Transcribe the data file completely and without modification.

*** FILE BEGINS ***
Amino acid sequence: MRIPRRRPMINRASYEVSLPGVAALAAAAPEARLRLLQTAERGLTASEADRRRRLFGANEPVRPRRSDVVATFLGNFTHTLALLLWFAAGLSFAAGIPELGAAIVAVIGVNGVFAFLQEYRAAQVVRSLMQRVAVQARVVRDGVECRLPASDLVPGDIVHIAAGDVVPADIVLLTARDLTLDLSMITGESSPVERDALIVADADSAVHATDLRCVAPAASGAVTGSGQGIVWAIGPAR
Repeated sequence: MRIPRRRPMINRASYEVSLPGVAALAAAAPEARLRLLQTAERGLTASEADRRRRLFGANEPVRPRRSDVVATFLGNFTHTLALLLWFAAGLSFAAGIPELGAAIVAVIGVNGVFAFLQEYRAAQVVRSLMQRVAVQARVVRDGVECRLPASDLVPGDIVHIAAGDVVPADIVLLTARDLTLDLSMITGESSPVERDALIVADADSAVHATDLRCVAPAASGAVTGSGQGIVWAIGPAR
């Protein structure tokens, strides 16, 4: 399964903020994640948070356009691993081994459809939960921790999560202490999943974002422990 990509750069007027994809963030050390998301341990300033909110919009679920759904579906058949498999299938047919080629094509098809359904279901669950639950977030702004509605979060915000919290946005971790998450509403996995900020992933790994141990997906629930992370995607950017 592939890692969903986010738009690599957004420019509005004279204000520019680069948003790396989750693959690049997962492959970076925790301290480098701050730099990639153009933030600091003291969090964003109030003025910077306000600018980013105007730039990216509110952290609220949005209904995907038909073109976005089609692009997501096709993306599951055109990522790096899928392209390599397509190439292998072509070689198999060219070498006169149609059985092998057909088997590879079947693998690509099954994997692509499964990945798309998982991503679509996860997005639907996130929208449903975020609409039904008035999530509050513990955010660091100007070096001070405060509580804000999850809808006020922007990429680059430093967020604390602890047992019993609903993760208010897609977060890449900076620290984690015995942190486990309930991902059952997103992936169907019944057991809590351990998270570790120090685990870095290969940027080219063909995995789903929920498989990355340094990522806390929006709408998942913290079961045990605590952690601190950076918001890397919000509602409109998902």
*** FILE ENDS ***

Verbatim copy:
Amino acid sequence: MRIPRRRPMINRASYEVSLPGVAALAAAAPEARLRLLQTAERGLTASEADRRRRLFGANEPVRPRRSDVVATFLGNFTHTLALLLWFAAGLSFAAGIPELGAAIVAVIGVNGVFAFLQEYRAAQVVRSLMQRVAVQARVVRDGVECRLPASDLVPGDIVHIAAGDVVPADIVLLTARDLTLDLSMITGESSPVERDALIVADADSAVHATDLRCVAPAASGAVTGSGQGIVWAIGPAR
Repeated sequence: MRIPRRRPMINRASYEVSLPGVAALAAAAPEARLRLLQTAERGLTASEADRRRRLFGANEPVRPRRSDVVATFLGNFTHTLALLLWFAAGLSFAAGIPELGAAIVAVIGVNGVFAFLQEYRAAQVVRSLMQRVAVQARVVRDGVECRLPASDLVPGDIVHIAAGDVVPADIVLLTARDLTLDLSMITGESSPVERDALIVADADSAVHATDLRCVAPAASGAVTGSGQGIVWAIGPAR
């Protein structure tokens, strides 16, 4: 399964903020994640948070356009691993081994459809939960921790999560202490999943974002422990 990509750069007027994809963030050390998301341990300033909110919009679920759904579906058949498999299938047919080629094509098809359904279901669950639950977030702004509605979060915000919290946005971790998450509403996995900020992933790994141990997906629930992370995607950017 592939890692969903986010738009690599957004420019509005004279204000520019680069948003790396989750693959690049997962492959970076925790301290480098701050730099990639153009933030600091003291969090964003109030003025910077306000600018980013105007730039990216509110952290609220949005209904995907038909073109976005089609692009997501096709993306599951055109990522790096899928392209390599397509190439292998072509070689198999060219070498006169149609059985092998057909088997590879079947693998690509099954994997692509499964990945798309998982991503679509996860997005639907996130929208449903975020609409039904008035999530509050513990955010660091100007070096001070405060509580804000999850809808006020922007990429680059430093967020604390602890047992019993609903993760208010897609977060890449900076620290984690015995942190486990309930991902059952997103992936169907019944057991809590351990998270570790120090685990870095290969940027080219063909995995789903929920498989990355340094990522806390929006709408998942913290079961045990605590952690601190950076918001890397919000509602409109998902």